Identification of specific carbonic anhydrase inhibitors via in situ click chemistry, phage-display and synthetic peptide libraries: comparison of the methods and structural study†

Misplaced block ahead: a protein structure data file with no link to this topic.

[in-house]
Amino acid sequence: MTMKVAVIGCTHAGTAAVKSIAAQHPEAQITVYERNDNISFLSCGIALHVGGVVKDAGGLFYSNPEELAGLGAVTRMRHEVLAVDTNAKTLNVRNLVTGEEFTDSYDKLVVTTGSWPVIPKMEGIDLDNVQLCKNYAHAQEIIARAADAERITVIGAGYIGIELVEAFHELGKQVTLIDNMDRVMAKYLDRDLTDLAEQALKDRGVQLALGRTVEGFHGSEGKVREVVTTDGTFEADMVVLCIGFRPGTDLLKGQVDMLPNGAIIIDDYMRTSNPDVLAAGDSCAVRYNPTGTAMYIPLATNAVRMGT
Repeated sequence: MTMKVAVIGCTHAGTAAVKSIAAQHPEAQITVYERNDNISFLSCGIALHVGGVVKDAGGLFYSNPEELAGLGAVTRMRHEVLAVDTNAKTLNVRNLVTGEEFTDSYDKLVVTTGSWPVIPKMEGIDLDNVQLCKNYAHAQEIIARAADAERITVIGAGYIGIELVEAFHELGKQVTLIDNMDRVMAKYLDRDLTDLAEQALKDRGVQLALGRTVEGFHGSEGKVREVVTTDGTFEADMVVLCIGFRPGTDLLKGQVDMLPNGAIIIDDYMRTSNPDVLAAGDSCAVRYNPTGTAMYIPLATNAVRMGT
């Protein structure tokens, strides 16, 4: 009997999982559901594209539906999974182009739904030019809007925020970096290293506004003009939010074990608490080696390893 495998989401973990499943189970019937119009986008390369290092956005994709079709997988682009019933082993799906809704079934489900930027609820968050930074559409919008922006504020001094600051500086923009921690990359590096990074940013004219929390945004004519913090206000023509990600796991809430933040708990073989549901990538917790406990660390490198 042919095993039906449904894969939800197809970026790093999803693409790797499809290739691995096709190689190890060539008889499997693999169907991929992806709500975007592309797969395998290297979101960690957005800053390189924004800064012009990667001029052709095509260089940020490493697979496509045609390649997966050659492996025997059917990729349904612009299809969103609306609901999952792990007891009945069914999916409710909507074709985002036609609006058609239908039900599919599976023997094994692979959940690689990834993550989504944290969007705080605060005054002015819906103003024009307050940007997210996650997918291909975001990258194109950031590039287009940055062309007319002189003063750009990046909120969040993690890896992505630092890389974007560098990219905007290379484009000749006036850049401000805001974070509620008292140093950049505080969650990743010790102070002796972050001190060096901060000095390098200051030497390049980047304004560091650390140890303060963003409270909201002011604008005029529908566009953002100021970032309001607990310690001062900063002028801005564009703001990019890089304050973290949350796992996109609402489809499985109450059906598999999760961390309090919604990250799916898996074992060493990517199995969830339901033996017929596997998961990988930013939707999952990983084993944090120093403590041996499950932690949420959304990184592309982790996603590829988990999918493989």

The development of highly active and selective enzyme inhibitors is one of the priorities of medicinal chemistry. Typically, various high-throughput screening methods are used to find lead compounds from a large pool of synthetic compounds, and these are further elaborated and structurally refined to achieve the desired properties. In an effort to streamline this complex and laborious process, new selection strategies based on different principles have recently emerged as an alternative. Herein, we compare three such selection strategies with the aim of identifying potent and selective inhibitors of human carbonic anhydrase II. All three approaches, in situ click chemistry, phage-display libraries and synthetic peptide libraries, led to the identification of more potent inhibitors when compared to the parent compounds. In addition, one of the inhibitor–peptide conjugates identified from the phage libraries showed greater than 100-fold selectivity for the enzyme isoform used for the compound selection. In an effort to rationalize the binding properties of the conjugates, we performed detailed crystallographic and NMR structural analysis, which revealed the structural basis of the compound affinity towards the enzyme and led to the identification of a novel exosite that could be utilized in the development of isoform specific inhibitors.